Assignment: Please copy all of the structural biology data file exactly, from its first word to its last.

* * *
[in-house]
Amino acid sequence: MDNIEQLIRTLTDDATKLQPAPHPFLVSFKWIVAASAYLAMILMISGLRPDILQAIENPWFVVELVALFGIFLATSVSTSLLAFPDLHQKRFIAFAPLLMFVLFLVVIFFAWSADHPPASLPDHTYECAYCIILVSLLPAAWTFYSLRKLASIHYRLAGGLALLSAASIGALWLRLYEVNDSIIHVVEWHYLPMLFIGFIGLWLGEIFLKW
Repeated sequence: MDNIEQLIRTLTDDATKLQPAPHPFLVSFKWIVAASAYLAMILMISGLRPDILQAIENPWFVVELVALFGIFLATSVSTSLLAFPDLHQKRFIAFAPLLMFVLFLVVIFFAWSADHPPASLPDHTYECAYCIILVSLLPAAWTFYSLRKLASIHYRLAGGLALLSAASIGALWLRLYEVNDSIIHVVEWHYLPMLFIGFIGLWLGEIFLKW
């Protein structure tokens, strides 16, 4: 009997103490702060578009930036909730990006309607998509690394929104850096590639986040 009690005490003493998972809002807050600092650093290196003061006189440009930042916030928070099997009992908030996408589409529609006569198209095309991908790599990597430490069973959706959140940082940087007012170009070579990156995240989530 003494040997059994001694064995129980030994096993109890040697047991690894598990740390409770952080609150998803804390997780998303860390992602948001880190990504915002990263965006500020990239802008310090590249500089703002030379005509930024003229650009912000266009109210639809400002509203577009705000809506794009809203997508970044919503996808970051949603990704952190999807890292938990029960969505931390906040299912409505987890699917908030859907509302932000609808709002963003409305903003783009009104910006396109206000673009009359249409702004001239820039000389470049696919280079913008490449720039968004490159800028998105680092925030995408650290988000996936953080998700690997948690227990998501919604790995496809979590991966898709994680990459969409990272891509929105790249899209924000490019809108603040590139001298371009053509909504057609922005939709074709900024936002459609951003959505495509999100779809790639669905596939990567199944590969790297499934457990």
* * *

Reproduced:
[in-house]
Amino acid sequence: MDNIEQLIRTLTDDATKLQPAPHPFLVSFKWIVAASAYLAMILMISGLRPDILQAIENPWFVVELVALFGIFLATSVSTSLLAFPDLHQKRFIAFAPLLMFVLFLVVIFFAWSADHPPASLPDHTYECAYCIILVSLLPAAWTFYSLRKLASIHYRLAGGLALLSAASIGALWLRLYEVNDSIIHVVEWHYLPMLFIGFIGLWLGEIFLKW
Repeated sequence: MDNIEQLIRTLTDDATKLQPAPHPFLVSFKWIVAASAYLAMILMISGLRPDILQAIENPWFVVELVALFGIFLATSVSTSLLAFPDLHQKRFIAFAPLLMFVLFLVVIFFAWSADHPPASLPDHTYECAYCIILVSLLPAAWTFYSLRKLASIHYRLAGGLALLSAASIGALWLRLYEVNDSIIHVVEWHYLPMLFIGFIGLWLGEIFLKW
């Protein structure tokens, strides 16, 4: 009997103490702060578009930036909730990006309607998509690394929104850096590639986040 009690005490003493998972809002807050600092650093290196003061006189440009930042916030928070099997009992908030996408589409529609006569198209095309991908790599990597430490069973959706959140940082940087007012170009070579990156995240989530 003494040997059994001694064995129980030994096993109890040697047991690894598990740390409770952080609150998803804390997780998303860390992602948001880190990504915002990263965006500020990239802008310090590249500089703002030379005509930024003229650009912000266009109210639809400002509203577009705000809506794009809203997508970044919503996808970051949603990704952190999807890292938990029960969505931390906040299912409505987890699917908030859907509302932000609808709002963003409305903003783009009104910006396109206000673009009359249409702004001239820039000389470049696919280079913008490449720039968004490159800028998105680092925030995408650290988000996936953080998700690997948690227990998501919604790995496809979590991966898709994680990459969409990272891509929105790249899209924000490019809108603040590139001298371009053509909504057609922005939709074709900024936002459609951003959505495509999100779809790639669905596939990567199944590969790297499934457990």